On September 15, 2023, members of the United Automobile Workers (UAW) working for the “Big Three” vehicle manufacturers — Ford, General Motors and Stellantis (formerly Chrysler) — began their “stand up” strike, the first simultaneous strike against all Big Three companies in history. In the months following, SMART members across industry, craft and trade hit the picket line to stand with our UAW union siblings in their fight for better pay, working conditions and an economy that works for the working class.

Members of SMART-TD Local 278 (Jackson, Mich.) and General Committee GO 687 walked the line in Detroit, heart of the auto industry, on September 20: supporting the UAW Local 900 members outside of Ford’s Michigan Assembly Plant. TD members showed up on the strike’s first day, then again four days later to deliver bottled water and to show support, Local 278 Legislative Representative Tom Dillon said.

“A common conversation I had with most UAW workers both days was that this fight wasn’t just for them. It was for all of us … all of us working, middle-class people trying to live a great life. A life that our parents enjoyed through the fruits of their labor,” he said.

In Missouri, meanwhile, Local 36 (St. Louis) members were on the line day and night — working the grill to keep UAW Local 2250 strikers well-fed, then picketing alongside UAW members after sunset.

And during the SMART Transportation Division’s October Regional Training Seminar in Toledo, Ohio, SMART-TD President Jeremy Ferguson and other leaders were shoulder-to-shoulder with Toledo UAW Local 12, from Monday the 2nd through Friday the 6th — through rain, shine, day and night.

In November, UAW members ratified historic tentative agreements with Ford, Stellantis and GM, bringing the stand up strike to an end.

This column was submitted by Dan Lough, who worked for the TD Public Relations Department and as a meeting planner for the union for more than four decades prior to his retirement in 2018. His father was an auto worker and a member of the UAW.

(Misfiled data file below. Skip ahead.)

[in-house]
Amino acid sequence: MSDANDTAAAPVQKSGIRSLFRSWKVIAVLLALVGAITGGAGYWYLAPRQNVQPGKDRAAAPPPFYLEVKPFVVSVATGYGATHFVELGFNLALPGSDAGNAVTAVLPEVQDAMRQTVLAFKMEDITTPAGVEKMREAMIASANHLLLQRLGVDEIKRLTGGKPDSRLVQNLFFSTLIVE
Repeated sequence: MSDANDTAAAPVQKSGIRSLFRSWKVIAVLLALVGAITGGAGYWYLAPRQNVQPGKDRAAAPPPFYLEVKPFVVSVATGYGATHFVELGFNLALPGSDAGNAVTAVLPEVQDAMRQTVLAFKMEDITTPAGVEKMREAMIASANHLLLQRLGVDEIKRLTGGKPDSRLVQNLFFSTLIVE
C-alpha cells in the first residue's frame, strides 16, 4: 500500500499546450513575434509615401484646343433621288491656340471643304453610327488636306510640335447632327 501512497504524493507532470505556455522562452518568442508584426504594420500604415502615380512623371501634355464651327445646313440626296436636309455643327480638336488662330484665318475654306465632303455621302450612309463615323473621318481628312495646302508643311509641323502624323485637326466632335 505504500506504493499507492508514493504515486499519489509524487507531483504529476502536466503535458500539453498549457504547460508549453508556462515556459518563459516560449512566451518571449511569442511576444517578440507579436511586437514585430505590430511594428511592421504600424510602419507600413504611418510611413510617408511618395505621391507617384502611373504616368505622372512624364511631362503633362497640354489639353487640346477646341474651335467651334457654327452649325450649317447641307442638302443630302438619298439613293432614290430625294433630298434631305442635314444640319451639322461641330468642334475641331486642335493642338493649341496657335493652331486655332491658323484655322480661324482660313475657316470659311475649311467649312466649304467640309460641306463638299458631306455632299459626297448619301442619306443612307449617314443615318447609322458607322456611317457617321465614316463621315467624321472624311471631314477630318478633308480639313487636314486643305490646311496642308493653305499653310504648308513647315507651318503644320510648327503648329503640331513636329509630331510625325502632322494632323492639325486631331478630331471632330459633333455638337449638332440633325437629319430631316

I don’t pretend to be an expert in the auto industry or labor relations. But I did work for the largest freight railroad/bus union in the country for 42 years. And I helped negotiate the first employee union contract (and several more after that) for my fellow employees to protect our rights, our seniority and our pensions over the years. With that being said, I’d like to share some information so people can see the UAW employees’ side of the equation and their reasoning in their negotiations with the Big 3 auto makers. 

As of September 1, 2023, the average hourly pay for a UAW worker was $18.54 an hour. A large portion of UAW workers are temporary workers who start at $17 an hour on average and do not get the healthcare and pension that the full-time workers get. The average hourly wage for an assembly line worker is between $19-$24. Top-scale assembly workers make $32.32 an hour. The average assembly line worker in Michigan makes between $41,000 to $52,000 a year. 

Dan Lough shows solidarity for workers in Strongsville, Ohio, in 2011.

When the economic disaster of 2008-09 happened, the Big 3 and the UAW came together and worked together to help the Big 3 survive the economic disaster. Both sides needed to do this to help the Big 3 car companies survive and to help workers save their jobs as well. For years, the UAW gave up general pay raises and cost-of-living wage increases to help the Big 3 control costs and stay competitive with foreign car markets. 

UAW workers hired after 2007 do not receive defined benefit pensions. And their health benefits are less generous, too. 

The average UAW pension is $1,590 a month for an auto worker with 30 years of service. 

It’s important to note that companies with union workers tend to eliminate the higher salaries from the high seniority workers as they retire and then replace those salaries with much lower-tiered salary levels. This is very common in the steel industry, the railroad industry, auto industry, electrical industry, etc. That way they can bring in the new (much younger) workers at a much lower pay rate. 

Consider this:

  • In the last decade, the Big 3 made a quarter TRILLION dollars in profits. 
  • In the last six months, the Big 3 made $21 BILLION in profits. 
  • In the last four years, the price of cars went up 30%. 
  • In the last four years, the Big 3 pay for CEOs went up 40%
  • In the last four years, the UAW workers pay went up 6%. 


Over the last decade, UAW workers have given up concessions such as full pension, hourly pay reductions, guaranteed wage increases and healthcare reductions. 

A lot of UAW workers cannot afford to buy the vehicles they build because the cost of living has gone way above the wages UAW workers make. 

But now that the UAW workers are asking for their fair share and repayment for all the concessions they gave up during the economic crisis of 2008-09, people are looking at them and accusing them of being greedy and driving up the cost of cars and trucks.

Corporate greed is at the top of this food chain plain and simple, not the workers who build the vehicles.

GM made more than $22 billion last year. If all 50,000 UAW members received an $80,000-per-year raise, the car makers would still make $18 billion — more than any year prior to 2020.